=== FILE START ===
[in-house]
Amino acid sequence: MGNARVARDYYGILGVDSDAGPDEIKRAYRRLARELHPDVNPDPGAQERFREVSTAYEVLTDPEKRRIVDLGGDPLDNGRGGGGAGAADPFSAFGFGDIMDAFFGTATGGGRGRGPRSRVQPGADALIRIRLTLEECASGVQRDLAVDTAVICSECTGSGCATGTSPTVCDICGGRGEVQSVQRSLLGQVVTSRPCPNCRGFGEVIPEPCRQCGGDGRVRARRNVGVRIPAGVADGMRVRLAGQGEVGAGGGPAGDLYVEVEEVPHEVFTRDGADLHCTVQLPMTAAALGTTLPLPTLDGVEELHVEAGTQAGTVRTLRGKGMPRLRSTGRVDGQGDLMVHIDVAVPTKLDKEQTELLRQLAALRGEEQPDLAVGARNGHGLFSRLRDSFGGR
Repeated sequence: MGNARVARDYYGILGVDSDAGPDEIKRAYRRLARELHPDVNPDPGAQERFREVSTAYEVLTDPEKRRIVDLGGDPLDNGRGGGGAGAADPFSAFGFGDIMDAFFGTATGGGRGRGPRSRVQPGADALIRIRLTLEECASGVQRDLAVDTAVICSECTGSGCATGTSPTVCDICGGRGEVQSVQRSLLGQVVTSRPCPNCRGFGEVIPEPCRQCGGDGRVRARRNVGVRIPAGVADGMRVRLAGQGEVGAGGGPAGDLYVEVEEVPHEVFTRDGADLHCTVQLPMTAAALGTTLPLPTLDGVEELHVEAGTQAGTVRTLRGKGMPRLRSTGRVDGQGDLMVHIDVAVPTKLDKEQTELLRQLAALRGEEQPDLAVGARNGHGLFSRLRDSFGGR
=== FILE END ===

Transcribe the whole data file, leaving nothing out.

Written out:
[in-house]
Amino acid sequence: MGNARVARDYYGILGVDSDAGPDEIKRAYRRLARELHPDVNPDPGAQERFREVSTAYEVLTDPEKRRIVDLGGDPLDNGRGGGGAGAADPFSAFGFGDIMDAFFGTATGGGRGRGPRSRVQPGADALIRIRLTLEECASGVQRDLAVDTAVICSECTGSGCATGTSPTVCDICGGRGEVQSVQRSLLGQVVTSRPCPNCRGFGEVIPEPCRQCGGDGRVRARRNVGVRIPAGVADGMRVRLAGQGEVGAGGGPAGDLYVEVEEVPHEVFTRDGADLHCTVQLPMTAAALGTTLPLPTLDGVEELHVEAGTQAGTVRTLRGKGMPRLRSTGRVDGQGDLMVHIDVAVPTKLDKEQTELLRQLAALRGEEQPDLAVGARNGHGLFSRLRDSFGGR
Repeated sequence: MGNARVARDYYGILGVDSDAGPDEIKRAYRRLARELHPDVNPDPGAQERFREVSTAYEVLTDPEKRRIVDLGGDPLDNGRGGGGAGAADPFSAFGFGDIMDAFFGTATGGGRGRGPRSRVQPGADALIRIRLTLEECASGVQRDLAVDTAVICSECTGSGCATGTSPTVCDICGGRGEVQSVQRSLLGQVVTSRPCPNCRGFGEVIPEPCRQCGGDGRVRARRNVGVRIPAGVADGMRVRLAGQGEVGAGGGPAGDLYVEVEEVPHEVFTRDGADLHCTVQLPMTAAALGTTLPLPTLDGVEELHVEAGTQAGTVRTLRGKGMPRLRSTGRVDGQGDLMVHIDVAVPTKLDKEQTELLRQLAALRGEEQPDLAVGARNGHGLFSRLRDSFGGR